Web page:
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Industry pleads with Bank of England not to raise rates this week – papers

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Industry is urging the Bank of England’s Monetary Policy Committee (MPC) to leave rates on hold at Thursday’s decision-making meeting.

EEF, which represents employers in manufacturing, points to falling consumer confidence and “wage growth remaining remain subdued” as reasons for the bank to exercise caution, the Independent reports.

Lee Hopley, chief economist at EEF, says: “The full extent of fiscal tightening has yet to make its mark and growth is dependent on a pick-up in private sector contributions from trade and investment.

“Interest rates must remain on hold until much stronger evidence emerges of a healthier economy.”

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Green paper proposes £155 a week universal pension 

Ministers are to outline plans for a universal state pension which they say will help people currently working prepare for a “different sort of world” in retirement.

Pensions minister Steve Webb says today’s green paper on pension reform outlining a single flat rate pension worth £155 a week would simplify a complex system and provide more incentive for people to save, the Guardian reports.

The beneficiaries of the flat rate pension, due to come into force in five years, would be women, the low paid, carers and the self-employed.

The paper will also canvass views on plans for a mechanism to automatically increase the state pension age in line with average life expectancy, rather than the system of pensionable age being set by ministers.

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IDS claims most want to work beyond 65

Work and Pensions Secretary Iain Duncan Smith has claimed most workers want to work on when they reach 65.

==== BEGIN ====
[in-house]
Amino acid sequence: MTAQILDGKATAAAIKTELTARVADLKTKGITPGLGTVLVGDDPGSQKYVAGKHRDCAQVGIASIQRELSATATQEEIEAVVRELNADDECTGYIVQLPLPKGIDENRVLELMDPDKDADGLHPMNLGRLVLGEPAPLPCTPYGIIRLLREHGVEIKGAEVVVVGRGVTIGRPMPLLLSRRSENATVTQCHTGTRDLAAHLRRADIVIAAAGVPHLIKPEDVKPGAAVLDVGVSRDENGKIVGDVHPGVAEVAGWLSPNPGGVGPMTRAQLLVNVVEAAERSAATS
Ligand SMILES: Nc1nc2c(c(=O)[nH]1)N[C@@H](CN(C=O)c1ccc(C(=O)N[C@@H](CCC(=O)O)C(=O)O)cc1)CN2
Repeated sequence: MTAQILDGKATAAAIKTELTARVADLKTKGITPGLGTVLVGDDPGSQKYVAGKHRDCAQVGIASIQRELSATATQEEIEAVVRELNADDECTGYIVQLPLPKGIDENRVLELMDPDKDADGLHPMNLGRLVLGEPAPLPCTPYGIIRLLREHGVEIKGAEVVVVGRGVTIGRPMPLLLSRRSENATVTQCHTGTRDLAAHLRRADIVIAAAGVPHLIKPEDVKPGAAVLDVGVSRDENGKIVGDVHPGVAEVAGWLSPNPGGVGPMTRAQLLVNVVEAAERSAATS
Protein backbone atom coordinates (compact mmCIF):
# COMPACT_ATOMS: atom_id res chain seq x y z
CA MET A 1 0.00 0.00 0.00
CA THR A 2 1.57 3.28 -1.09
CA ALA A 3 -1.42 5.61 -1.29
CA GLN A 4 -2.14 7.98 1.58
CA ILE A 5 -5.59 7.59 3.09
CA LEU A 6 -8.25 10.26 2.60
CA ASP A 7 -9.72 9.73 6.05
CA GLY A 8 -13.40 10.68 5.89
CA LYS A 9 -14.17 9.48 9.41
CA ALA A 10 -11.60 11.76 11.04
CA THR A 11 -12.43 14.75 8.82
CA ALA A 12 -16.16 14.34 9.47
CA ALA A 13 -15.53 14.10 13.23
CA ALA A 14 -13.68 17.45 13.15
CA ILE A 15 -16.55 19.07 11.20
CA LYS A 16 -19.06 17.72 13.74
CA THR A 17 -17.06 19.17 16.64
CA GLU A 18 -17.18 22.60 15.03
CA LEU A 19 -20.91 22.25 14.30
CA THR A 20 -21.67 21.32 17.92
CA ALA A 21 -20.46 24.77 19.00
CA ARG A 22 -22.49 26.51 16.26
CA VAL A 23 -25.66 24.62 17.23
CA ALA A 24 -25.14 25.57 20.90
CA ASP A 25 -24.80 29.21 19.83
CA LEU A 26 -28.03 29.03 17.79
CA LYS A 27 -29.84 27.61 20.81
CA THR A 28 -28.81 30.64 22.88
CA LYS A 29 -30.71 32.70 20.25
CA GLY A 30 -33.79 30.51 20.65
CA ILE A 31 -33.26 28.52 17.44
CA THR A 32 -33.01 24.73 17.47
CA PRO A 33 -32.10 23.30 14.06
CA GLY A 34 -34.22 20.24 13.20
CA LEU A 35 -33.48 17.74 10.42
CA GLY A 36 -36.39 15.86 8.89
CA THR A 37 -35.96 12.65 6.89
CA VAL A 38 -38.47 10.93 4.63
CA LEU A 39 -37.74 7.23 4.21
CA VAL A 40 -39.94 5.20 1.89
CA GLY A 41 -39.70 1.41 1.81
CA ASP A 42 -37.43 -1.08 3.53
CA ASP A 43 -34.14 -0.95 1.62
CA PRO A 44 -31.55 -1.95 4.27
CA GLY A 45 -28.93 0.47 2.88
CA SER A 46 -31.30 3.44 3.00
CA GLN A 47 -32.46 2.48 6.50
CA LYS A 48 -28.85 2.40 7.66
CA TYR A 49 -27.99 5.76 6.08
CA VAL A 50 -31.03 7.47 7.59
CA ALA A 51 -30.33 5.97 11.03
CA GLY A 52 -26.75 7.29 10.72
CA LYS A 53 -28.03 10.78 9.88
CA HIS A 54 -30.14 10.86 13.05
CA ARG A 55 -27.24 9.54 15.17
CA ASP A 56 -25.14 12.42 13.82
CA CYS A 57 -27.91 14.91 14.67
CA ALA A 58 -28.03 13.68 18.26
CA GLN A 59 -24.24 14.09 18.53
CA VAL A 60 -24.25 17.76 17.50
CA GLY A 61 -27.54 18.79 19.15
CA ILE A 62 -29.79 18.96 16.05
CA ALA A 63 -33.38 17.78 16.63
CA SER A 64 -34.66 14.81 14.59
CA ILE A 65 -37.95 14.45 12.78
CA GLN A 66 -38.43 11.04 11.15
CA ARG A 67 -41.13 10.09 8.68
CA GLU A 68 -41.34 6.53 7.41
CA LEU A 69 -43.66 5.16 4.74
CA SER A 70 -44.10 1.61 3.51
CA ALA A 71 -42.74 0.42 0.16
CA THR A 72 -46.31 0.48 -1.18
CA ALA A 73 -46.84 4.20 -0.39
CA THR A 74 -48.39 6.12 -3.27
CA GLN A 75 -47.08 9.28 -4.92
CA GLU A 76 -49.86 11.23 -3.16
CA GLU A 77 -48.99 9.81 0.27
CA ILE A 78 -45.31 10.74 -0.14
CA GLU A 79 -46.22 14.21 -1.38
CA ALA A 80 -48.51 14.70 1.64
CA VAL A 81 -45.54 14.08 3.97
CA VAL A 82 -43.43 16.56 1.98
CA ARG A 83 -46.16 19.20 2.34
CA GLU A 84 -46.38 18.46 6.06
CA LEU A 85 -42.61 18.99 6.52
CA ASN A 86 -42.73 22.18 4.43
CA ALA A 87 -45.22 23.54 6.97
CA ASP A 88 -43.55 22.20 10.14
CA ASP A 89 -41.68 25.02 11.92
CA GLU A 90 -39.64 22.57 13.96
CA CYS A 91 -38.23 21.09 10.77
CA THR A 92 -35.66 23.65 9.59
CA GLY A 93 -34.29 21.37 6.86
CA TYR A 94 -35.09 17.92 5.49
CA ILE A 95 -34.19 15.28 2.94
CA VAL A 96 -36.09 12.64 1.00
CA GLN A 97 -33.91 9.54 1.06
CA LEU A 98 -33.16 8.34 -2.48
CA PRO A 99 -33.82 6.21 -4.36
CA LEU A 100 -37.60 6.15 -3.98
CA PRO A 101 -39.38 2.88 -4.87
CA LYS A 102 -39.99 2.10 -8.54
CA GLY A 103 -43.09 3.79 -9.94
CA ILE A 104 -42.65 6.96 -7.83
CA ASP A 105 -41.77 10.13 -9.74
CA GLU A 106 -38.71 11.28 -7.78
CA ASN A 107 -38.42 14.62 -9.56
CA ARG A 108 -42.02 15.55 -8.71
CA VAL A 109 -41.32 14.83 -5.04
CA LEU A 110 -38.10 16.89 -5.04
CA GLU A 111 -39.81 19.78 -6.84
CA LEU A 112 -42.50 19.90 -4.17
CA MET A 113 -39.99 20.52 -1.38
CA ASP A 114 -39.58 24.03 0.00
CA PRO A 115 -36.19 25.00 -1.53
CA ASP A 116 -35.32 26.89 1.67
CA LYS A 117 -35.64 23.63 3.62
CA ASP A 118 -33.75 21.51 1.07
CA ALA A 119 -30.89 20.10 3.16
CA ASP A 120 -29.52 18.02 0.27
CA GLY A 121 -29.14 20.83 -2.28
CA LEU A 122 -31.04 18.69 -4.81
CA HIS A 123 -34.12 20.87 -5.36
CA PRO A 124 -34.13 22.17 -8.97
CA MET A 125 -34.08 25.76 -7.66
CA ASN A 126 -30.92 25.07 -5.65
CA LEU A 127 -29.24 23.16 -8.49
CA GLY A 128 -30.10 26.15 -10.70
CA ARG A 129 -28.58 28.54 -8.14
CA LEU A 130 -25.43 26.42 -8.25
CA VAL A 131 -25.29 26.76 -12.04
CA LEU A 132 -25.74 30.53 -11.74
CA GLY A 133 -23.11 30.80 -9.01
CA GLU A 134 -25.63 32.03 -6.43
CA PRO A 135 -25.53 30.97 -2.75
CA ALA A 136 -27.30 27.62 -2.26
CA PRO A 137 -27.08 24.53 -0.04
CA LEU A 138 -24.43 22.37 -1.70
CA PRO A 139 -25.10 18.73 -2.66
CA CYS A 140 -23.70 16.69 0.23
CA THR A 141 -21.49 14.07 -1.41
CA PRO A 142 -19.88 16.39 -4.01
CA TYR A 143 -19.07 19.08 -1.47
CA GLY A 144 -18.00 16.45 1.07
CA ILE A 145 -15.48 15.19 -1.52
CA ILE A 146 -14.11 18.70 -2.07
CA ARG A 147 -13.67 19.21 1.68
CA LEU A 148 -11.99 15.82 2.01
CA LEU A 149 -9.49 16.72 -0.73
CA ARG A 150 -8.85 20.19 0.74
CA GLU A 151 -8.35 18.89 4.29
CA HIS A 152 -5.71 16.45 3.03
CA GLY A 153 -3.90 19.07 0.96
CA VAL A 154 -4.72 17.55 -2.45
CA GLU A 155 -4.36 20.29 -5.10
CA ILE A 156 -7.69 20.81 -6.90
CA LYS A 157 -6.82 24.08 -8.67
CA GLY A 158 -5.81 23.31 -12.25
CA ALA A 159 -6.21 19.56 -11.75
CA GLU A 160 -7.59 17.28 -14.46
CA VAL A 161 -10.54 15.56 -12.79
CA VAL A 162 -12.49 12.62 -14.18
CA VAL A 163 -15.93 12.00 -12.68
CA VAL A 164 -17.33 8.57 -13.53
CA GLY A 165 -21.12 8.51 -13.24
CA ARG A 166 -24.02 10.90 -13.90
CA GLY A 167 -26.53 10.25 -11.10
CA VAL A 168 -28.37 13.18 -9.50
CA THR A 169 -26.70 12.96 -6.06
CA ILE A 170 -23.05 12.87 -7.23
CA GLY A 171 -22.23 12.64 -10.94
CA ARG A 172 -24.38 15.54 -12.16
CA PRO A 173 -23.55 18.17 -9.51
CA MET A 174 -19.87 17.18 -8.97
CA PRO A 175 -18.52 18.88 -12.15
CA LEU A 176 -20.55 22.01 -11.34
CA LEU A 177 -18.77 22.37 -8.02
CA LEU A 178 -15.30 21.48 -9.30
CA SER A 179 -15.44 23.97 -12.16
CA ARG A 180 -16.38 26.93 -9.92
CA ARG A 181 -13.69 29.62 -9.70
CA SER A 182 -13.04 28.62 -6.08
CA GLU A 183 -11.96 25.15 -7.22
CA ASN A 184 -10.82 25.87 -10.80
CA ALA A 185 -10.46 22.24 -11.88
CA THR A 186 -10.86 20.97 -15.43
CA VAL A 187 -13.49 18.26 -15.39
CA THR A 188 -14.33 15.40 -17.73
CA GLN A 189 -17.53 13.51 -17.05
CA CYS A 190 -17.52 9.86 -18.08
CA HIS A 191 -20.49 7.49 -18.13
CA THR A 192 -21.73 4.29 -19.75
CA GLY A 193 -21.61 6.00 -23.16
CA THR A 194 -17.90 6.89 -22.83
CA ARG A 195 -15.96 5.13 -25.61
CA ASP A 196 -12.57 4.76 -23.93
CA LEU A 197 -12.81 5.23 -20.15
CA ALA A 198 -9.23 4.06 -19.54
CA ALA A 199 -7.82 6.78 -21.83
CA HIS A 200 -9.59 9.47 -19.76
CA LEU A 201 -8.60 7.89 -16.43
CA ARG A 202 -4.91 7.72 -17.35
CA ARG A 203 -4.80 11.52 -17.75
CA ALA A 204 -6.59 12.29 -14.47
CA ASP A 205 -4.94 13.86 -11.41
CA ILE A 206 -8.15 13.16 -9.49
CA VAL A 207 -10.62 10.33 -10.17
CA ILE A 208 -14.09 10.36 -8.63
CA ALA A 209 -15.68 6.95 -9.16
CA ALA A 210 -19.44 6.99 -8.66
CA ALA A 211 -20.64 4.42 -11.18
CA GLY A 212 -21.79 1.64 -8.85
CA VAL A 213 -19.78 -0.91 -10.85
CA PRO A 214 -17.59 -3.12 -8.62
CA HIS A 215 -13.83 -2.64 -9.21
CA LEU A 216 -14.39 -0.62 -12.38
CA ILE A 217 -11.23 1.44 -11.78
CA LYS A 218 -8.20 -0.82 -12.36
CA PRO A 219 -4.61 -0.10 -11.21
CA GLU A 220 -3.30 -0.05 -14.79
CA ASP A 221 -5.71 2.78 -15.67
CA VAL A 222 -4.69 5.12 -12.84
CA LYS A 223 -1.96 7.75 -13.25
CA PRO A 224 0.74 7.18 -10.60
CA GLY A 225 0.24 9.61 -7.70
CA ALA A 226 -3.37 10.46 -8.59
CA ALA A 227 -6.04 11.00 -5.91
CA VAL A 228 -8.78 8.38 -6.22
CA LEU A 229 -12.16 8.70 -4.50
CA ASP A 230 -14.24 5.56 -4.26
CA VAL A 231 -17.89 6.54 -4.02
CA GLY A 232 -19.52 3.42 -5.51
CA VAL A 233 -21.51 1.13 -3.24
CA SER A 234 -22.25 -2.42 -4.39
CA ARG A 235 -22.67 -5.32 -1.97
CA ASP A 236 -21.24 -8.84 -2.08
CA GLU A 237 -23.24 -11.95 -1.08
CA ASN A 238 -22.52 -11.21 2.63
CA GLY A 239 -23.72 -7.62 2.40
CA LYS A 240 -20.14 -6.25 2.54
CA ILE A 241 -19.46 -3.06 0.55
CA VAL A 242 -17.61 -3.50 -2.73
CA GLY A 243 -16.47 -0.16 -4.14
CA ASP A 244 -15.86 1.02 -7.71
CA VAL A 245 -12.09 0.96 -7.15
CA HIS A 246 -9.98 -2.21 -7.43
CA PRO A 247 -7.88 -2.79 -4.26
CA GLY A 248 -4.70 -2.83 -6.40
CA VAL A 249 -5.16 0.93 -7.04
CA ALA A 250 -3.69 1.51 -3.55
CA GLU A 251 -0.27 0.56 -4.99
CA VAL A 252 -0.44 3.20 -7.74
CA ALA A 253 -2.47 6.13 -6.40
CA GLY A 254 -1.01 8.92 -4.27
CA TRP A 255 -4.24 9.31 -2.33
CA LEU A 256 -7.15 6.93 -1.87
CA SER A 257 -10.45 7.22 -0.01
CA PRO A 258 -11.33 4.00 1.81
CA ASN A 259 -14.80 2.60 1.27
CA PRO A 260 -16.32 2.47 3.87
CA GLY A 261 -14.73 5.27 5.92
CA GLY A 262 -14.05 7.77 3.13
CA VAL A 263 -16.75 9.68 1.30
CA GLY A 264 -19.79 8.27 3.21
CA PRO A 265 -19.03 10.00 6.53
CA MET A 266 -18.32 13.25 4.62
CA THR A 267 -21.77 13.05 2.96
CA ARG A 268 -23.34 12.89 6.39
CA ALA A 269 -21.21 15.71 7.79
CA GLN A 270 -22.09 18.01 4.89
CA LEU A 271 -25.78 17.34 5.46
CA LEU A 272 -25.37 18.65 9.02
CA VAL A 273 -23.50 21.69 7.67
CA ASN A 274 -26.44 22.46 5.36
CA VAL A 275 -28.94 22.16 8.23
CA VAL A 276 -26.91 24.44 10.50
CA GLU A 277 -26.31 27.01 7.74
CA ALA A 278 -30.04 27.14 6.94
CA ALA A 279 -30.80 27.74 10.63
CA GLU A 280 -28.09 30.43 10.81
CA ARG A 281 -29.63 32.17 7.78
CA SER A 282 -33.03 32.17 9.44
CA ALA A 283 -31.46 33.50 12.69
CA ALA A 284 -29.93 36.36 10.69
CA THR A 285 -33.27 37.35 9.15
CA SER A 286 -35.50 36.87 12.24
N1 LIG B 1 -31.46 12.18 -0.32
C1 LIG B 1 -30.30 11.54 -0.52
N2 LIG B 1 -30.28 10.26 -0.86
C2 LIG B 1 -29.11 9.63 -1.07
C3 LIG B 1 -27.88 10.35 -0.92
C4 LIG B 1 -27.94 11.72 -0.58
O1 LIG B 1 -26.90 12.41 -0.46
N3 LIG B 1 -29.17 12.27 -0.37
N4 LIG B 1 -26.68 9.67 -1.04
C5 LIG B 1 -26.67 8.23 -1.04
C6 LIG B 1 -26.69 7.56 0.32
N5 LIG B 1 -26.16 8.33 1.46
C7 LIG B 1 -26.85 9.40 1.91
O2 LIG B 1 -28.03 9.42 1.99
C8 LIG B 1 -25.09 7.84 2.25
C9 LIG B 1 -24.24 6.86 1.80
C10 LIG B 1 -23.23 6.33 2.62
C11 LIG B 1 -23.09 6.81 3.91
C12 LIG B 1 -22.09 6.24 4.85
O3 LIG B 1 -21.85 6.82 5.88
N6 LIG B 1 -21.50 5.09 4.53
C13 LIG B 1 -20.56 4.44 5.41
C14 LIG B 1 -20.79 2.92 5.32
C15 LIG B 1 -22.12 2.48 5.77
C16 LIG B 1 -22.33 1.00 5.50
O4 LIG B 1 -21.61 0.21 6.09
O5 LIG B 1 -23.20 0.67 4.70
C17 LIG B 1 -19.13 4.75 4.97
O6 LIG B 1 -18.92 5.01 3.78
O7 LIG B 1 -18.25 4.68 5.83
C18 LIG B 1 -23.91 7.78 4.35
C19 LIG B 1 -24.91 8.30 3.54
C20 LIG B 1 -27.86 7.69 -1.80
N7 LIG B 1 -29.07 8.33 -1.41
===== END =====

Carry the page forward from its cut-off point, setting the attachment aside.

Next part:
With proposed reforms potentially upping the retirement age beyond 70, the minister says higher life expectancy means working longer should be expected, the Daily Mail reports.

He says: “Because we are living longer, most people don’t feel like retiring at 65. We have many, many thousands now choosing to work beyond 65 and that’s why we lifted that thing called the default retirement age, where you could be forced into retirement.”

However, the suggestion has been attacked by opposition MPs and Saga’s Ros Altmann says: “There are terrible consequences for many people if you increase the state pension age too quickly.”

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Paris looking to woo HSBC

French officials are trying to persuade HSBC to move its headquarters to Paris as rival financial centres pounce on the opportunity to encourage the bank to move out of the UK.

Meetings instigated by the French are understood to have taken place in recent weeks with HSBC representatives, as the bank looks at its domicile arrangements as part of a triennial review process, the Telegraph reports.

Details of what the French authorities could offer HSBC to entice it to Paris are not known, but the move will put pressure on the Government ahead of the publication next week of an interim report by the Independent Commission on Banking (ICB).

Speaking last week, Douglas Flint, chairman of HSBC, told an audience of top City analysts and investors that the bank worried “a lot” about the direction of British financial regulation in his bluntest assessment yet of Government policy.

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